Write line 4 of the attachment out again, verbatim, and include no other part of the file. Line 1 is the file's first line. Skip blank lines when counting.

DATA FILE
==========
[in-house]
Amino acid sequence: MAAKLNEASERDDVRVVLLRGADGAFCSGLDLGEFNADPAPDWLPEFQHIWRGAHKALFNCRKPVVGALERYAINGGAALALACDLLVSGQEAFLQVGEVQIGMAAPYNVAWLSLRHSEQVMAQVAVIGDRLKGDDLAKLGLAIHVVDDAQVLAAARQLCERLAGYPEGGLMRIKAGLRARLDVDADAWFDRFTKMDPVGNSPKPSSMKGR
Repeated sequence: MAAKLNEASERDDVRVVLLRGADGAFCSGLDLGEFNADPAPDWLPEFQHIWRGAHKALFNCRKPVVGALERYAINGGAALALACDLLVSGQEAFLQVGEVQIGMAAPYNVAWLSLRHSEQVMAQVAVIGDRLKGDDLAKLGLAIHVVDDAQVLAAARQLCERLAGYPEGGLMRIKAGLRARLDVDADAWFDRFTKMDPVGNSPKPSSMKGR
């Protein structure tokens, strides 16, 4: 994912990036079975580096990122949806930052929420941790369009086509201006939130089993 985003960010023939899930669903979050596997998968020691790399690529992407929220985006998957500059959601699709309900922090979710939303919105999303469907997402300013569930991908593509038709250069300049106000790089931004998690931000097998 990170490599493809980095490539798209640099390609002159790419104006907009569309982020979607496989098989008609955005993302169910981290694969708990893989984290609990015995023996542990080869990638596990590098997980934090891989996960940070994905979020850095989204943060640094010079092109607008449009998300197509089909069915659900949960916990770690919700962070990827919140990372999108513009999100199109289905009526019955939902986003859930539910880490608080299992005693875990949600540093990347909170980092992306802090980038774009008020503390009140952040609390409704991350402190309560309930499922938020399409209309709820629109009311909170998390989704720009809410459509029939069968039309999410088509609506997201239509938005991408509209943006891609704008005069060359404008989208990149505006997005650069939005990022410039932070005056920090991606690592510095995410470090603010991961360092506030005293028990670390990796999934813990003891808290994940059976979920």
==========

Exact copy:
């Protein structure tokens, strides 16, 4: 994912990036079975580096990122949806930052929420941790369009086509201006939130089993 985003960010023939899930669903979050596997998968020691790399690529992407929220985006998957500059959601699709309900922090979710939303919105999303469907997402300013569930991908593509038709250069300049106000790089931004998690931000097998 990170490599493809980095490539798209640099390609002159790419104006907009569309982020979607496989098989008609955005993302169910981290694969708990893989984290609990015995023996542990080869990638596990590098997980934090891989996960940070994905979020850095989204943060640094010079092109607008449009998300197509089909069915659900949960916990770690919700962070990827919140990372999108513009999100199109289905009526019955939902986003859930539910880490608080299992005693875990949600540093990347909170980092992306802090980038774009008020503390009140952040609390409704991350402190309560309930499922938020399409209309709820629109009311909170998390989704720009809410459509029939069968039309999410088509609506997201239509938005991408509209943006891609704008005069060359404008989208990149505006997005650069939005990022410039932070005056920090991606690592510095995410470090603010991961360092506030005293028990670390990796999934813990003891808290994940059976979920």